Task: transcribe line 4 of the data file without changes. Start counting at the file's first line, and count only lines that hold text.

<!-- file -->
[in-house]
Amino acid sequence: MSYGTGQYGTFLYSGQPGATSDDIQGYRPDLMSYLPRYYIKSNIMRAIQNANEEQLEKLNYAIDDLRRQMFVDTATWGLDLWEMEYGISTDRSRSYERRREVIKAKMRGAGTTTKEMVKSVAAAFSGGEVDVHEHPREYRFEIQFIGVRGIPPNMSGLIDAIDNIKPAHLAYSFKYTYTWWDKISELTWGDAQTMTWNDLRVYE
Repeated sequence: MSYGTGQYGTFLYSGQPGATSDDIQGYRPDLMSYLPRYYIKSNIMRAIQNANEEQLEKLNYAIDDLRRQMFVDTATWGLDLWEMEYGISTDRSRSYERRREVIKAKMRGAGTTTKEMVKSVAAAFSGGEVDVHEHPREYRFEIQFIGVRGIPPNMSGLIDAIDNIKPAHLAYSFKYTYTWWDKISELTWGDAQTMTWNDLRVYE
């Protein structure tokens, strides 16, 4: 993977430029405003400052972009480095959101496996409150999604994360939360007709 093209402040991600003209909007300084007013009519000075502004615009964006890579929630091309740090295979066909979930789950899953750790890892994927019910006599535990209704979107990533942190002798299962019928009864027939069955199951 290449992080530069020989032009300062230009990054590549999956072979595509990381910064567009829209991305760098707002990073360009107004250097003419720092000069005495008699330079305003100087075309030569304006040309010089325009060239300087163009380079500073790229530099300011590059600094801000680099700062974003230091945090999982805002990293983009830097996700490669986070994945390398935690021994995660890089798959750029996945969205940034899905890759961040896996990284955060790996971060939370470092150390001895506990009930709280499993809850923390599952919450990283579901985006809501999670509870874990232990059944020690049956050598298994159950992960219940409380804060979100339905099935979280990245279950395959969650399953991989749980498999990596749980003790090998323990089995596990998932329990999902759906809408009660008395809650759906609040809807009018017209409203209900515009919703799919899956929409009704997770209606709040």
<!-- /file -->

């Protein structure tokens, strides 16, 4: 993977430029405003400052972009480095959101496996409150999604994360939360007709 093209402040991600003209909007300084007013009519000075502004615009964006890579929630091309740090295979066909979930789950899953750790890892994927019910006599535990209704979107990533942190002798299962019928009864027939069955199951 290449992080530069020989032009300062230009990054590549999956072979595509990381910064567009829209991305760098707002990073360009107004250097003419720092000069005495008699330079305003100087075309030569304006040309010089325009060239300087163009380079500073790229530099300011590059600094801000680099700062974003230091945090999982805002990293983009830097996700490669986070994945390398935690021994995660890089798959750029996945969205940034899905890759961040896996990284955060790996971060939370470092150390001895506990009930709280499993809850923390599952919450990283579901985006809501999670509870874990232990059944020690049956050598298994159950992960219940409380804060979100339905099935979280990245279950395959969650399953991989749980498999990596749980003790090998323990089995596990998932329990999902759906809408009660008395809650759906609040809807009018017209409203209900515009919703799919899956929409009704997770209606709040």